Q&A with Communication Sciences and Disorders Student Bethany Neubert
Bethany Neubert, a Communication Science and Disorders (CSD) graduate student, shares about her experiences at Baylor University’s Camp Success, an intense language and literacy intervention program held each summer and made possible by a partnership between Baylor University and Waco Scottish Rite. Bethany has a unique relationship with Camp Success—she is now one of only a handful of people who have attended both as a camper and as a clinician.
How did you first become interested in Speech Pathology at Baylor?
Originally, I was a journalism major because I love writing, but I wanted to be in a place where I could help others more directly. I felt the need to pour into others one-on-one. Speech Pathology had caught my eye because as a kid I had gone to Camp Success, an intensive language and literacy program for school-aged children at Baylor. After talking to different faculty, I decided to make the switch. I made that decision sophomore year, and I haven’t regretted it since!
Tell us about how your experience at Camp Success as a child impacted your more recent experience as a clinician.
I was able to have more perspective on Camp Success in the midst of long days. I knew that I was making a difference in children’s lives because it made a difference in mine. In 2008, I went to Camp Success, and I was far below a second-grade reading level. In that one summer, I jumped three grades above where I was supposed to be— Camp Success drastically changed my academic experience. Looking back now, I’ve realized if I had never learned and developed the skills from those four weeks like I did, I would have never been where I am today.
As a clinician, what did the preparation for working at Camp Success look like for you?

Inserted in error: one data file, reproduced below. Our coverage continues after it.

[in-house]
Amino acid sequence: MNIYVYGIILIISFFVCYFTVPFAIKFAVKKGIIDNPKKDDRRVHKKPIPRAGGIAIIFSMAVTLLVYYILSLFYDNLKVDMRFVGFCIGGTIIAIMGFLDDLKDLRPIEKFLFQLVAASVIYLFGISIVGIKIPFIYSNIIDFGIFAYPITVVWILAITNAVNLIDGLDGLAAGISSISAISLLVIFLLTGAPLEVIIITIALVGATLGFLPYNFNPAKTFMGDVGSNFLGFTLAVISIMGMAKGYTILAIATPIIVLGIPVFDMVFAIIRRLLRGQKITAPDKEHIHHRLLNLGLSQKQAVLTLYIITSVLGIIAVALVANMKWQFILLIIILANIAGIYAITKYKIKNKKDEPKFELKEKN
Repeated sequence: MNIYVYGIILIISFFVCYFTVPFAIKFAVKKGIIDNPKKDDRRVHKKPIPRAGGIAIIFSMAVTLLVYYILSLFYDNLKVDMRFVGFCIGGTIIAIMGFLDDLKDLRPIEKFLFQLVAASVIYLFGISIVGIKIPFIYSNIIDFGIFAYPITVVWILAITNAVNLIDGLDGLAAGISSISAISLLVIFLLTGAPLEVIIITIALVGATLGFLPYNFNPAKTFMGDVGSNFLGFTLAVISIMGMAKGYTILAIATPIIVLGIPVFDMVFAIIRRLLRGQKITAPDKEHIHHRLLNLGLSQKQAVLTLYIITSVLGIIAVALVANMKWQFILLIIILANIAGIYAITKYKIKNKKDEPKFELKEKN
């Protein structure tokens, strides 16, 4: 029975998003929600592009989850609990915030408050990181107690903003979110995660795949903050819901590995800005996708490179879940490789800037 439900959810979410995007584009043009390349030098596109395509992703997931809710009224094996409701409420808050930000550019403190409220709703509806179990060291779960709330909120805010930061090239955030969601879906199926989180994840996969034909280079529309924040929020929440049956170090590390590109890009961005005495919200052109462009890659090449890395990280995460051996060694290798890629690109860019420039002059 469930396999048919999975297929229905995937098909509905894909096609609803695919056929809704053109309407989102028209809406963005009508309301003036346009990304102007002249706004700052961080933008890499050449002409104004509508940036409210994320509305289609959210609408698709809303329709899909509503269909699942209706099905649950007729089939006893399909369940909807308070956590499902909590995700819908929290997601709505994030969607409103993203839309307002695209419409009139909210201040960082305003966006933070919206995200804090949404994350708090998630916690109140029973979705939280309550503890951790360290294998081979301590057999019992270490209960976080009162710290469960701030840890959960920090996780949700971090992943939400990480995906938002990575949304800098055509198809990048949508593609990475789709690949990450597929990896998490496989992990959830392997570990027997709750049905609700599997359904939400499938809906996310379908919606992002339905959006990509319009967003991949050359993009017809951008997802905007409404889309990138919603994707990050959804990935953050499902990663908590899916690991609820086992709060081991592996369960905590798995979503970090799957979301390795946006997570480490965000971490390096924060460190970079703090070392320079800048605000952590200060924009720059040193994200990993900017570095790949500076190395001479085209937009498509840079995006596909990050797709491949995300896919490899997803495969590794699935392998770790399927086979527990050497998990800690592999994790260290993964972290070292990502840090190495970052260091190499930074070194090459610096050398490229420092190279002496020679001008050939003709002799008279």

Preparing for Camp Success took a lot of time, work, and energy, but our incredible program provided us with plenty of resources. At the beginning, clinicians were given a thick binder full of different methods and ideas to implement, so the program equipped me with the tools I needed to prepare best for my clients. I would basically work on materials, themes, and costumes from the time I got home until the time I went to sleep for the next day. Every week was a different theme for the clients. Camp Success put an emphasis on every lesson plan surrounding the theme, down to vocabulary cards and the books we read. When you’re in the third grade, you don’t necessarily want to go to three hours a day of literacy. Adding a theme can really make it fun, and that was one of our main jobs.
How will you take what you’ve learned from your time at Camp Success and apply it to your professional life?
There is so much to apply, whether I work in a school setting or not. I’ve grown in confidence and competence in working with a school-aged population. The level of preparation, time management, and work ethic that went into being a clinician during Camp Success has prepared me not only for my career, but also for other semesters of clinic at Baylor. Even right now, there are skills from Camp Success I am applying to my current clinic. The intensity of the program truly set the stage for the standard of excellence I want to bring into my time in graduate school and beyond. Camp Success has prepared me for my future career by solidifying who I am as a clinician and building my confidence in leading children through therapy.
Do you have any final thoughts about Camp Success, CSD, or Baylor?
It’s easy to view school as just school, but this program is so much more than that. Yes, this is just a clinical placement for me and yes, there is a grade I’ll get, but I’ve learned there is so much more, especially being on both sides of Camp Success. We are in the active process of changing people’s lives and making a difference. When I was in Camp Success, if my clinician had only cared about their grade, then I don’t know where I would be now.
It has been a sweet reminder throughout my time in the program to remember that communication is so fundamental to a successful life. In this department, we have the opportunity to facilitate and grow communication in children across the board. Being in this position is such an honor and blessing, but I’ve learned it doesn’t come without hard work. The program is tough, but rightfully so because we are learning important skills. If it wasn’t challenging, we wouldn’t be learning the skills to impact clients.